I haven’t really slept since Thursday night – and even that wasn’t a great sheep (interesting typo – that was supposed to say “that wasn’t a great sleep”).
Ever since 20 April (the arrival of our first lamb), I’ve been getting up early to make sure everything is okay with ewes and potential lambs alike. But early has nothing on the last few days. One Friday I got up my usual early to see that one of my ewes looked like she should go into labour. Sure enough about an hour later, she did. I was surprised she didn’t twin because she’s out of a twin/triplet line but whatever, cute ewe lamb so I wasn’t worried. Then an hour later she did twin – an adorable ram lamb. A bit late, he was distressed but all is well. We went to the US for the day – had to get some repairs done and the nearest appropriate repair shop was across the line. Came home, babies were fine, all was well.
I went to bed early because on the first night of new babies I like to check on them around 2 or 3 am. Good thing that I did. When I went out to check one of my ewe lambs was obviously in labour. After a very, very long and difficult labour she birthed a perfect, huge ram lamb and would have nothing to do with it. Hours later we’d forced her to stand while he nursed and resigned ourselves to a bummer lamb (that’s one that needs to be bottle fed). So, the rest of the weekend passed in a blur of sleeplessness and having J restrain mum to let the little guy feed and bottles- not at all helped by our social obligations that seemed to consistently occur during the pauses where I may have napped.
Anyway, we were just coming to the tail end of the chaos where the little guy wouldn’t need as intensive time commitments when I go out to feed him and am halted. First I think – man… I really need some sleep. And then I do a double take and realize – nope, there really is an extra ram lamb out here. My other ewe lamb dropped the baby and ran. So now I have two babies and no sleep last night. Fortunately I will be back to a human-ish schedule by next week end because all of my girls have lambed now. But lesson learned – no breeding in the first year. Apparently all of my sleeplessness has paid off – a lot of people report that they usually lose at least half of the lambs born to mums bred in their first year (ewe lambs) or the mums themselves. We haven’t lost anyone – so I am really pleased and feel like that alone is worth something.
An interesting thing I have just learned relating to my sheep is – if I sell even one or one little thing from the farm that I choose to declare as income, everything I buy for this place (relating to the animals, that is) becomes a tax write off. I spoke with the accountant yesterday and had no idea how many things I can write off. And they’re cool things too, like plants for my garden that are part of the pharmacopoeia. I suspect other people would have known this and I suspected myself but wasn’t totally sure, didn’t know how it worked, who to ask etc. The one person I spoke to told me I had to have a farm income of at least $2500 to be in that category but my account says absolutely not.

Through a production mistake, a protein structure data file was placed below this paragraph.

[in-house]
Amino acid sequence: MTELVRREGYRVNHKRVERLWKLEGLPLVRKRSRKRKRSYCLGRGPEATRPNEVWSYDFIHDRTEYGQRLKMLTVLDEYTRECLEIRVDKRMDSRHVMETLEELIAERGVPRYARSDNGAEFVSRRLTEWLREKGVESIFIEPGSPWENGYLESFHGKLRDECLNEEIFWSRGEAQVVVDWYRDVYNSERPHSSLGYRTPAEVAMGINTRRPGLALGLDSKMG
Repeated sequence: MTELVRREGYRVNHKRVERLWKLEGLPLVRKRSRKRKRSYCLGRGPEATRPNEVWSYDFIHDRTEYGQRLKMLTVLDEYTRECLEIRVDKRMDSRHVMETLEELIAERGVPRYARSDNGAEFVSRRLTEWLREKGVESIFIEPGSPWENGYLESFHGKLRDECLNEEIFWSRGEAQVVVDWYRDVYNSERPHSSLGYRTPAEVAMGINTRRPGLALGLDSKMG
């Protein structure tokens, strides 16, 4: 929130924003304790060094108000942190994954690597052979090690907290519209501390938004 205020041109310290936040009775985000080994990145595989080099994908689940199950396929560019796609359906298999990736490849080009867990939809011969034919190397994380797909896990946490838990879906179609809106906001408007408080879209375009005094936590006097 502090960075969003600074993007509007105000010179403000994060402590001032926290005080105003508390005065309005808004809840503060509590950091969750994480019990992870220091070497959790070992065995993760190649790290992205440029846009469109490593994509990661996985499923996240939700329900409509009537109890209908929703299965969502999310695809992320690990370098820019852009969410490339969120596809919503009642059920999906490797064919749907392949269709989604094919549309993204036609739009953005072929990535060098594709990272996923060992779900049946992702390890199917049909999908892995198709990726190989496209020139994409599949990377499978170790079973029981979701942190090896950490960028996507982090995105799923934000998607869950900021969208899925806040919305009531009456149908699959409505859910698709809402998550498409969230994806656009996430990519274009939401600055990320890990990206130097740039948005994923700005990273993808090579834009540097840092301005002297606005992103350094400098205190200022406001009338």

Anyway it was great to have it confirmed and great to confirm it with the person who works for a big firm doing my taxes – I figure she ought to know! I also don’t have to make a lot of money – any is just fine. So, yesterday I made a big envelope to put receipts in and there’s already $100+ in there without actually going on a hunt to look for some of the other things that *could* be in there; and I have receipts I need to print off from the earlier part of the year. I suppose the really good news about that is the spinning wheel and drum carder I’m considering getting so I can sell wool would also be a write off; as will the fence we’re buying to expand the grazing area, the land the sheep are on and the two ewe lambs coming this summer. It’s thrilling really. And I love the idea of having hand spun that I could sell at a really reasonable price – knowing I get a write off makes that easier. It’s love the gov’t is essentially going to pay a share so that normal people (like me) can afford real wool. Way too cool. Of course it would be ideal if I could make all of my income from the farm but if not, this is a really cool way to juggle both worlds. And keep my benefits. Our package may not be great but it’s better than I’ll get as a full time shepherd!
On a knitting and wool note – I’m currently working up a lacy scarf in some beautiful handspun my sister gave me. It’s lovely and very fine. It was difficult to find a pattern that fit it though – in part due to my skill level being on the lower side and in part due to the lovely colours of the yarn. When you’re working lace you never want something so intricate that it ruins the patterning of the yarn. You also have to not get too busy with colours and patterns and shaping but you can’t underwhelm the yarn either.
Alright, there’s your update. Now I have to work on the webpage – what fun on dial up – and then go and feed some lambs.